Lincoln — Seldom is a public policy deal struck that does not have winners somewhere along the way, but the recent state prison siting agreement on 300 acres north of Lincoln seems to be one. No one is looking good; fingers are pointing; conspiracies abound.
The cause of transparency in government was dealt a blow from both the state and the city. Citizens had no warnings about what was going on. Suddenly the state announced a new prison was to be built at North 112th and Adams Streets in northeast Lincoln, and that it had already paid landowners $17 million for 305 acres, or about $56,000 per acre. When nearby residents revolted, the site was switched to another location north of I-80 that was already owned by the city, but which the city had previously said was not available. The city gave it up and got the Adams street property in exchange, but with strings that it would pay for improvements at the new alternative site. The fait accompli was announced at a press conference.
The rule of law may also have been dealt a blow. There are statutory procedures that are supposed to govern such transactions. If the state was acting under its eminent domain authority, there should have been public notice and an independent appraisal of the property.
The cause of affordable housing lost out, too. Imagine what landowners will think their agriculture-zoned property is worth if the state itself is paying $56,000 per acre. Will taxpayers now have to subsidize developers even more to increase Lincoln's affordable housing stock?
Neighborhood comity evaporated quickly, when north Lincoln residents complained that this would never have happened to south Lincoln. And those near the final site asked why they had no voice at all in the matter.
Ethnic and racial divides widened as Native Americans watched how quickly the city acted to move the prison away from a location next to a largely white, middle-class neighborhood, compared to their own constantly thwarted attempt — even through the city's board of zoning appeals — to protect an indigenous peoples' spiritual site in an environmentally fragile area near Wilderness Park.
Conservationists watched to see if anyone was aware how the prison site at 112th would degrade Prairie Pines, an important prairie and woodland natural habitat next door. It was seldom mentioned.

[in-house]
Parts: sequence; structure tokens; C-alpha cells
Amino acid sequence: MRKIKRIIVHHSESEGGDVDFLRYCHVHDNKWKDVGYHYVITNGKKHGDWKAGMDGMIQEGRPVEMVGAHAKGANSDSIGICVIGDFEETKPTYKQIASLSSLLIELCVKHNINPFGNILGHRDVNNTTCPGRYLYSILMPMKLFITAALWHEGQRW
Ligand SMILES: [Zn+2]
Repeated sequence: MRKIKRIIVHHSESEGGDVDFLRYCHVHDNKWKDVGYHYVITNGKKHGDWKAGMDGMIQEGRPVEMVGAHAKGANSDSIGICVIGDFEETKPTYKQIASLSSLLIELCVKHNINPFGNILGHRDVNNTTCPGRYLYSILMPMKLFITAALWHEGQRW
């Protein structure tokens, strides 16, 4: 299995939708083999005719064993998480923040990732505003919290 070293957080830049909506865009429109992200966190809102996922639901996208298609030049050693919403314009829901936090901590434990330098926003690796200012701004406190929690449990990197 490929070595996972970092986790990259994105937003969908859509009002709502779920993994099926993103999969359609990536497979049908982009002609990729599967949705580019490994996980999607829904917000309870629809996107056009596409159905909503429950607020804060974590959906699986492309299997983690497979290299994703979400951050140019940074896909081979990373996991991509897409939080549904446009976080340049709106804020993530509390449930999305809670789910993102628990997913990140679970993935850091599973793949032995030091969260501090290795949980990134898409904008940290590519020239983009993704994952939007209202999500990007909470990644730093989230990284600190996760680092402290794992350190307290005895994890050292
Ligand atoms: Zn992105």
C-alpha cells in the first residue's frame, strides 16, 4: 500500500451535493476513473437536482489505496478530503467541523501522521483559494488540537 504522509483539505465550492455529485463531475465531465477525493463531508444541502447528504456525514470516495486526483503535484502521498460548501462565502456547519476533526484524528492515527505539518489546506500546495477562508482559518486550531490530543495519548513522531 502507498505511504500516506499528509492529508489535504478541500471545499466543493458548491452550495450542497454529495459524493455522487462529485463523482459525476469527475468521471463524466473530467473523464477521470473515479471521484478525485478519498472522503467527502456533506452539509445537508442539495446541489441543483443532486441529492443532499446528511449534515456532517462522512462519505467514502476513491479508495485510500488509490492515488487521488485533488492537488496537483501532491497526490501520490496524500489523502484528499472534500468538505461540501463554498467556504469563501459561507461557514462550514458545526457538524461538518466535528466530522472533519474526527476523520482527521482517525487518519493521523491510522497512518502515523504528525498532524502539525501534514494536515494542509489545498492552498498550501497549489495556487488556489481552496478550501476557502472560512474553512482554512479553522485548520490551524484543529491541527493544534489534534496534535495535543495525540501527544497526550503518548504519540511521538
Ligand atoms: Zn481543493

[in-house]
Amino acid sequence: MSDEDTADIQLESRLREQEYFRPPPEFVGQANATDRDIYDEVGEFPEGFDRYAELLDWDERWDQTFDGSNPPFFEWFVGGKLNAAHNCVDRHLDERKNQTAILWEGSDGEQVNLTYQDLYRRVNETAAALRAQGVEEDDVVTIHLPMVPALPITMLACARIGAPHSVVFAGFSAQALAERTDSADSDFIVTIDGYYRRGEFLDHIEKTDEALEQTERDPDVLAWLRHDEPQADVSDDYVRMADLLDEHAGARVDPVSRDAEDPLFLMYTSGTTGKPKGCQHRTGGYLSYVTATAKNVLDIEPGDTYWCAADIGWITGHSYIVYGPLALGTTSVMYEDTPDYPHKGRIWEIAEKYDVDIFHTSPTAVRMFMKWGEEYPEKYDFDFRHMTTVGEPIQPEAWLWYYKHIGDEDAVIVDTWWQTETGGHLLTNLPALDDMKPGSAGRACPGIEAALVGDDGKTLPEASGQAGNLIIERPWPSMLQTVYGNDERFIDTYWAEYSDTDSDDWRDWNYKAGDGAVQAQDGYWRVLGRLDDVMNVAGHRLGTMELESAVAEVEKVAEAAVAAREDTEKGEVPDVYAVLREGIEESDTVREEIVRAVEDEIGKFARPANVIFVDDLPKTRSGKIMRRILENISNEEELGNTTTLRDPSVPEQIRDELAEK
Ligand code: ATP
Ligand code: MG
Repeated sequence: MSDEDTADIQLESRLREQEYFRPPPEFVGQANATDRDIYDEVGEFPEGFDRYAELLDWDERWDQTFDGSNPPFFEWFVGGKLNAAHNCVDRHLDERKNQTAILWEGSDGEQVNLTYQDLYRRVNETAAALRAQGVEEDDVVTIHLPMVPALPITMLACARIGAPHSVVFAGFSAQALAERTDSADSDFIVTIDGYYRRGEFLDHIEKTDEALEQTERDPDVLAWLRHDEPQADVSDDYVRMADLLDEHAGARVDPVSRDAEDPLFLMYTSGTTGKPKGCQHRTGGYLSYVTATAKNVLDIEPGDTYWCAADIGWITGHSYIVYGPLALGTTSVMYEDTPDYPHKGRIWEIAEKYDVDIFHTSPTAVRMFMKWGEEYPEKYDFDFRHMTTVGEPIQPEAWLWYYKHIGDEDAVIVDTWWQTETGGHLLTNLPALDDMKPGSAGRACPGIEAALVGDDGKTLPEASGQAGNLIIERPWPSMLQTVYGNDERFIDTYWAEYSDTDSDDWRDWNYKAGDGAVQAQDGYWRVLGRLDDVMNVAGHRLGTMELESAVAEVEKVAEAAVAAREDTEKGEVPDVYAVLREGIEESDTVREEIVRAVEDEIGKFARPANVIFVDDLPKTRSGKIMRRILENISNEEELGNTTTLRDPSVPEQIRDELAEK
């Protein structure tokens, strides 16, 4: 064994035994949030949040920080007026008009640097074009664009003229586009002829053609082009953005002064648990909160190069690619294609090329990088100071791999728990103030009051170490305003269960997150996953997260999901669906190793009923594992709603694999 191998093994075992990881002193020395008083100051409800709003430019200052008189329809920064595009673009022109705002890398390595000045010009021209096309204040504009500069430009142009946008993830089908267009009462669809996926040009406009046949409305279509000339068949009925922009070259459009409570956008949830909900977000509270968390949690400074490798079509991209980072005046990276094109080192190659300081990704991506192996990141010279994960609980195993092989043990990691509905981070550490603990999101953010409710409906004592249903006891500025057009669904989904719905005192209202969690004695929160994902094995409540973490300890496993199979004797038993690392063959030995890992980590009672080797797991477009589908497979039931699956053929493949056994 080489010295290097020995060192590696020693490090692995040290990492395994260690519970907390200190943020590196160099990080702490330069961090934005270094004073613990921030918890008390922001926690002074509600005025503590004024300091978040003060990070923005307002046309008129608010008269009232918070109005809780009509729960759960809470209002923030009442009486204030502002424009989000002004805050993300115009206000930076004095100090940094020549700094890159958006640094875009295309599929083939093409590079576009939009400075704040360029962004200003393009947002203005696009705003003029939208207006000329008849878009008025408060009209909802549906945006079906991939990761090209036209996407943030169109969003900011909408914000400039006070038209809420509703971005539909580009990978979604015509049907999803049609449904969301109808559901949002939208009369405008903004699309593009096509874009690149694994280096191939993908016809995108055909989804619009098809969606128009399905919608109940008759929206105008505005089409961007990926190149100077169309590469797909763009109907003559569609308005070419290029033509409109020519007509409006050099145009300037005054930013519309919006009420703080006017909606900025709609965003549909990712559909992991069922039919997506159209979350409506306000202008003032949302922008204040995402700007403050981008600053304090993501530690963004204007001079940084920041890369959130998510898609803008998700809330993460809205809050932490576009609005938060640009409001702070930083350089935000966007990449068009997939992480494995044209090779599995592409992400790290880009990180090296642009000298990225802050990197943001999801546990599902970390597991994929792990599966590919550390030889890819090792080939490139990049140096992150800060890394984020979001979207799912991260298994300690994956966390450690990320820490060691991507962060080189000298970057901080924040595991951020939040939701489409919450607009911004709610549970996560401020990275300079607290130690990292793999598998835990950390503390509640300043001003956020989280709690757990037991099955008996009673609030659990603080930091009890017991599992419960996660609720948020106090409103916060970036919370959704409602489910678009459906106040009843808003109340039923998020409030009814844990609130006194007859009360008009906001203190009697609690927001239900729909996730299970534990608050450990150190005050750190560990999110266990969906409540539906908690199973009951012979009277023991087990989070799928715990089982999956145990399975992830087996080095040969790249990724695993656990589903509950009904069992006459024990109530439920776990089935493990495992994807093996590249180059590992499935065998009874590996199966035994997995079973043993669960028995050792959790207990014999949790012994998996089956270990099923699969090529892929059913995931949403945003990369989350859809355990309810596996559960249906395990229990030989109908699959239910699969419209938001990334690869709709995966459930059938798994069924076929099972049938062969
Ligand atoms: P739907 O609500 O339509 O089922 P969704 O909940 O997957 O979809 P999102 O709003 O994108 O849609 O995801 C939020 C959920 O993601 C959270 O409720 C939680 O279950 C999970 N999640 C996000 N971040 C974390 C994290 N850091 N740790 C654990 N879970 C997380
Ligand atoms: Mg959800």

Penal reform advocates, who wanted to reduce prison populations as a part of prison construction considerations, lost a chance to make their arguments.
Political analysts of all stripes, especially those with an eye for real or imagined conspiracies, widened already yawning gaps with declarations of who got the better of whom in the deal. Some said the state cleverly planned it all beforehand to force the city's hand on the property the state wanted in the first place. Others said the city got the better deal because it would up with a property to sell off, probably at a profit of millions at the needless expense of state taxpayers.
Was there a way to avoid all of this? Questions remain as to why the city, or at least the city's state legislative delegation, did not press the state to explain the authority under which it was acting, and if the authority was eminent domain, to follow public transparency and appraisal requirements.
Is there a way to move forward to remediate some of the damage done? Yes. The situation calls for a review by an outside, independent third party, perhaps a reputable good government organization outside Nebraska, to determine how public transparency was avoided, at what cost.
The city could recover considerable credibility if it were quickly to commit to an open and transparent process to evaluate options on its newly acquired Adams Street property. The city's own comprehensive plan calls for a buffer around natural resources like Prairie Pines; so does its climate action plan. Its new local food plan might be a good fit with some of the property. Sales of portions of the property could be used to fund conservation easements to protect other natural resources, including remaining parcels near the controversial development near Wilderness Park. Prompt and proper appraisal of the Adams Street property would put a damper on wild land speculation around Lincoln that hurts the cause of affordable housing.
Most of all, state and local governments must let citizens have a say.